Posts Tagged ‘Paul’

Paul and the Miraculous: A Review of Graham Twelftree’s Historical Reconstruction

Tuesday, December 10th, 2013 by David Johnson

twelftreeGraham H. Twelftree. Paul and the Miraculous: A Historical Reconstruction. Grand Rapids: Baker Academic, 2013. xxv+390 pp. ISBN 978-0-8010-2772-7

Paul has been widely studied as a theologian; however his views on the miraculous have been often neglected. Twelftree attempts to alleviate this situation by addressing to what extent Paul’s ministry and teaching included the miraculous. A guiding principle in deciphering the historical Paul is that Paul’s life and work are as important as his theological contributions. The book consists of 5 parts addressing the person of Paul, Paul’s inheritance, Paul’s testimony, Paul’s interpreters, and Paul’s relationship to the miraculous. Will Twelftree agree with the majority view that Paul excised Christianity of the miraculous or will he take up arms to defend the charismatic view that Paul was comfortable with the miraculous? Read the rest of this entry »

Not Jesus the Miracle Worker, But Paul and the Miraculous

Tuesday, September 24th, 2013 by Dale M. Coulter

Regent School of Divinity’s Graham Twelftree  has a new book coming out with Baker Academic, Paul and the Miraculous: A Historical Reconstruction.

Recently he was interviewed on the Baker Academic Blog about his new book and the difference between Paul and Jesus on miracles.

For Twelftree, “The main problem is how to explain the high profile of miracles in the Jesus traditions, while Paul, who claimed to be his apostle, appears to say little to nothing on the topic. Furthermore, our reading of Paul is complicated by Luke attributing considerable miracle-working to Paul. I also wanted to test what seems increasingly obvious: the miraculous was more important in early Christianity than is generally reflected in the scholarly literature.”

Read the rest of part I of the interview here.

And, part II here.

Dr. Twelftree is Charles L. Holman Professor of New Testament and Early Christianity and Director of Doctor of Philosophy Program.

Woman and the Churches: Part III

Friday, June 18th, 2010 by Dale M. Coulter

Titian's Descent of the Holy Spirit

In the previous two posts, I made brief surveys of prominent women in the NT with the intention of showing that women occupied most leadership positions in the first century. I also suggested that women were part of the inner circle of Jesus and that these women were probably sent out along with the seventy-two that Luke records Jesus sending on a mission (Luke 10:1-2). The point of beginning with these examples was to set the stage for the difficult Pauline passages that seem to prohibit women from teaching roles in the house churches of the first century.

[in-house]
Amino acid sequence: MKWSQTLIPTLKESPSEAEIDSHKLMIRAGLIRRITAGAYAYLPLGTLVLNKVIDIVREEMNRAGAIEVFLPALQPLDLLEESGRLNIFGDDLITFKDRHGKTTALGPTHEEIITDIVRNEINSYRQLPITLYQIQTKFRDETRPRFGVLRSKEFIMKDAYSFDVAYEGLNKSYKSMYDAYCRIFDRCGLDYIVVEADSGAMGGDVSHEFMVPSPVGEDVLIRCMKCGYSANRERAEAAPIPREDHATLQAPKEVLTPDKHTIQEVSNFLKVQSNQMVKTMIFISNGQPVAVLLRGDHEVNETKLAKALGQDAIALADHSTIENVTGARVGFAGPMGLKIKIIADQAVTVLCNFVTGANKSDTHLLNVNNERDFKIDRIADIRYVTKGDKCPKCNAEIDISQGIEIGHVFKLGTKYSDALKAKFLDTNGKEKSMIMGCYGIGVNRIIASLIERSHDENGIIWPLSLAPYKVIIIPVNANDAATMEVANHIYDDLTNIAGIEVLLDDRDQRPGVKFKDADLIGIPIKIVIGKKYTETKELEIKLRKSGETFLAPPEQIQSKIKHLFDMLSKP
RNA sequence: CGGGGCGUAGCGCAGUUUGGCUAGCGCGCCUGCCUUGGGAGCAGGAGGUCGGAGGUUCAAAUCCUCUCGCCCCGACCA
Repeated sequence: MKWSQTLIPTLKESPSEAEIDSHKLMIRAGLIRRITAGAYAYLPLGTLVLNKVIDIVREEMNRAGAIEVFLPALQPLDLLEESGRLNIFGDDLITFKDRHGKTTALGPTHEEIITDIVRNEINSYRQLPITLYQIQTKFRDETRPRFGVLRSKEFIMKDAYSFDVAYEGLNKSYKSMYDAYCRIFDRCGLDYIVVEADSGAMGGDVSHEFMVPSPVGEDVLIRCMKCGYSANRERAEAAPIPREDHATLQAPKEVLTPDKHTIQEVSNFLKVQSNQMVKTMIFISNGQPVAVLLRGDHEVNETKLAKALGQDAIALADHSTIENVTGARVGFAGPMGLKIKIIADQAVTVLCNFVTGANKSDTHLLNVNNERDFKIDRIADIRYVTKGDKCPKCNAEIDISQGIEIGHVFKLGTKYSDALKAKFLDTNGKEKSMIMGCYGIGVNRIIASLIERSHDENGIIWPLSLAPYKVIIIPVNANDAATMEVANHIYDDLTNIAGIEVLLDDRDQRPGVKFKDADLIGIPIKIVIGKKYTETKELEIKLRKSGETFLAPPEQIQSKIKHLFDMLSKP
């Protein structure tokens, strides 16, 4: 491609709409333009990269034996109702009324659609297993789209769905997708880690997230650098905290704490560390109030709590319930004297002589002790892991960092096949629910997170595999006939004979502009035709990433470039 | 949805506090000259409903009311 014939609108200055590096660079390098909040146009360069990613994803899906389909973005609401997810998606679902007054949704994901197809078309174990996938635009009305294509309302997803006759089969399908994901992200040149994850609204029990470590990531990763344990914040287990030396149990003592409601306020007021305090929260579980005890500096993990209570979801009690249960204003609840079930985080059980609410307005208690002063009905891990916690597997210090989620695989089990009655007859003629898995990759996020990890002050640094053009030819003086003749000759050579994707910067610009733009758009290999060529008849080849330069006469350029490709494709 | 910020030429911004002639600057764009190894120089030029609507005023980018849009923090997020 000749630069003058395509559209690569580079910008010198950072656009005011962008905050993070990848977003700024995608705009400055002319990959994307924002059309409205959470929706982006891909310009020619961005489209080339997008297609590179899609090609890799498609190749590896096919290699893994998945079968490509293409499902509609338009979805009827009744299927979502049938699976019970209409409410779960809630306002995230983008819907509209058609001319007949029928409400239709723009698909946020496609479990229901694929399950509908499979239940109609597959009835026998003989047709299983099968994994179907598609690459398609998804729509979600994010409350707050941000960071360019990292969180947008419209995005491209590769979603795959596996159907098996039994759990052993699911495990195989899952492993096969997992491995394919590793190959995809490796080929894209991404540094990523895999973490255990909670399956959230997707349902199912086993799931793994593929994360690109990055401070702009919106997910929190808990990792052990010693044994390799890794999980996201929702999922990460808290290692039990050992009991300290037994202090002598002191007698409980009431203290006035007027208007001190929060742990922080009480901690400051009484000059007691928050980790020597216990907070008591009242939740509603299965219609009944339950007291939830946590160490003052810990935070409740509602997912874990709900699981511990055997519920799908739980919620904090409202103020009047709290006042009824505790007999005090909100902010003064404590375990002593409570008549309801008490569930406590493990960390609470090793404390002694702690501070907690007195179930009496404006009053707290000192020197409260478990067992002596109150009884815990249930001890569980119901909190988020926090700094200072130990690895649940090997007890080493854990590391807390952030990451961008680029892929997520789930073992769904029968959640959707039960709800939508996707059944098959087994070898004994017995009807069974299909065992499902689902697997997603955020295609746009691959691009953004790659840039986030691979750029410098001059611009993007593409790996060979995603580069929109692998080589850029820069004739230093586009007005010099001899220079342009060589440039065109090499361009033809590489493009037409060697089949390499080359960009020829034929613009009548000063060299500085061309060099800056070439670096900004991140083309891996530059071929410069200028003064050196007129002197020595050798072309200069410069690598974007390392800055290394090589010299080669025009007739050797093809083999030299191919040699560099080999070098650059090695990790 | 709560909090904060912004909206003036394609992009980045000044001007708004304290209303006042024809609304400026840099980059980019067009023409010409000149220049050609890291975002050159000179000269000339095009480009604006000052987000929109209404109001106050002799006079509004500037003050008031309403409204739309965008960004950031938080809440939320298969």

My claim is simple: The Pauline passages are not blanket prohibitions against all women, but address specific situations in Corinth and Ephesus that most likely arose from misguided applications of Paul’s message that in Christ there is neither male nor female (Gal. 3:28). Paul’s theology was grounded in the new freedom brought by the Spirit being poured out. Read the rest of this entry »

Paul and his Kingdom Problem – Part 2

Saturday, April 17th, 2010 by Jason Wermuth

Last week we discussed the fact that Paul rarely mentions the kingdom of God in his letters (read part 1 here), which is a problem precisely because this happens to be the central theme of Jesus’ whole earthly message. The natural question that arises from this problem is, why does Paul use the phrase “kingdom of God” so rarely?

In order to understand the problem one must first understand a little bit about the cultural climate in which Paul lived. The Roman Empire, in Jesus and Paul’s day, controlled everything from Spain in the west to the Arabian Peninsula in the east. Each territory of the Roman Empire was ultimately under the rule of the Caesar who appointed Governors to ensure order was maintained throughout the Empire. These governors were famous for using their vast military might to crush uprisings with brute force. Any hint of an uprising or any question of who the real ruler of the Empire was and the Governor was likely to squash you and your group with swift and decisive action. These were the likely events that surrounded Jesus’ own crucifixion, of which Jesus’ followers were all too familiar. Even Paul, who was not one of Jesus’ followers at the time of his death but who claims to have seen the resurrected Jesus (Gal 1:11-17; 1 Cor 9:1; 1 Cor 15:8-11), knew what happened when someone was proclaiming the coming of a new kingdom with a new king. It would follow then that Paul, cognizant of his surroundings, would have taken care not to write anything that might be intercepted and traced back to him as some kind of clarion call to begin a battle against Rome and inaugurate a new kingdom. Furthermore, Paul was often writing to a mixed Jewish and Gentile audience. It is likely that the Gentile audience would not have understood a discussion of the kingdom of God in the way that Paul would have intended it, and so in most instances, Paul refrains from talking about the kingdom of God. The question remains though, did Paul know anything about Jesus’ kingdom message?

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